In recent weeks, my thoughts have turned to neighbors. During our years in Anderson Valley, from the late 1950s to the late 1980s, the Newman family was — with perhaps one exception — blessed with good neighbors. Neighbors that helped in remarkable ways; from offering advice and loaning tools to pitching in on projects and watching our property — including feeding the horses and cattle — during those rare times we had to be elsewhere. As novices to country living, we needed good neighbors, were lucky to have them and were — we hope — good neighbors in return.
I believe their goodness as neighbors came both from the people they were and the environment of the neighborhood. Good people are people ready and willing to help others. Anderson Valley was much more isolated and received much more winter rain back then. Our property and a few nearby had no television and no car access for six months of the year. Life in general was harder and more physical. In a sense, we were like soldiers in a foxhole under siege; whatever our fates and futures, at that moment in that place we faced common challenges, and we did our utmost to help each other.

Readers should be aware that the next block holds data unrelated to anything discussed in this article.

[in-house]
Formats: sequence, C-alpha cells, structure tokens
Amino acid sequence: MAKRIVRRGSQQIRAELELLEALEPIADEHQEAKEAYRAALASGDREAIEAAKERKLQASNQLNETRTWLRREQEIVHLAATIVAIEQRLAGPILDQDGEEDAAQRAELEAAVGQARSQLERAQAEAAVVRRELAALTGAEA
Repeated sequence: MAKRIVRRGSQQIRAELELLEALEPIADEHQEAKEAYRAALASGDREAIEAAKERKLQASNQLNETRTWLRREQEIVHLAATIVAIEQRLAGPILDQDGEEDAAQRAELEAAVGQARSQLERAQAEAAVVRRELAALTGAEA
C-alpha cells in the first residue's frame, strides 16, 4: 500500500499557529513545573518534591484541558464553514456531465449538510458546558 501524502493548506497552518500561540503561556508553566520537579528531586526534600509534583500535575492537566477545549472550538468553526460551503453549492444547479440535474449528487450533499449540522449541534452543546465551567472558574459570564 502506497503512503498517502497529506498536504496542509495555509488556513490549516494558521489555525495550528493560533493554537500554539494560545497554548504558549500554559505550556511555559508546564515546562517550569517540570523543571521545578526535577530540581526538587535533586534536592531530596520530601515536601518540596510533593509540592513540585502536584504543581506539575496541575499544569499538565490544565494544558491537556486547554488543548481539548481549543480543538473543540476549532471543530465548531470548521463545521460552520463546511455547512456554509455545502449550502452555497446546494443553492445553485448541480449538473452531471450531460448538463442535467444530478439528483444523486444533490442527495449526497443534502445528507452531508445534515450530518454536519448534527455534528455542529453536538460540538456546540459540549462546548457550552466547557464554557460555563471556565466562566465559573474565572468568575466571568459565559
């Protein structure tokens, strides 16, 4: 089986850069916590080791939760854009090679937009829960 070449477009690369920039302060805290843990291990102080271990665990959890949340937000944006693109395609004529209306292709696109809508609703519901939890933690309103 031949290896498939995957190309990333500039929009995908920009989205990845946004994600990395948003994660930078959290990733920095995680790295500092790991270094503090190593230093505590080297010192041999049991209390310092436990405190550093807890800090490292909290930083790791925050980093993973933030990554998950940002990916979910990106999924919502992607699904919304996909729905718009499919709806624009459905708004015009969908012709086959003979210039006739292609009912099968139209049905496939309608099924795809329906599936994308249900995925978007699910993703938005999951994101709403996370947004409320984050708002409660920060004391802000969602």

To the east of El Rancho Navarro, my parent’s summer camp, Archie and Alice MacDougall owned Tumbling McD Ranch, which provided guests with a classic dude ranch experience. We would sometimes see one or both of them on horseback, leading their guests on trail rides. They knew horses and we didn’t (at least not at first), so their advice proved invaluable. The common property line ran primarily along the creek, but in a couple of locations it meandered; a survey showed we owned several acres on their side of the creek, including the Tumbling McD’s pump house, and they owned perhaps an half-acre on our side, including a portion of our barbecue and picnic area. Eventually an agreement was worked out so that both acquired the land on their own side of the creek.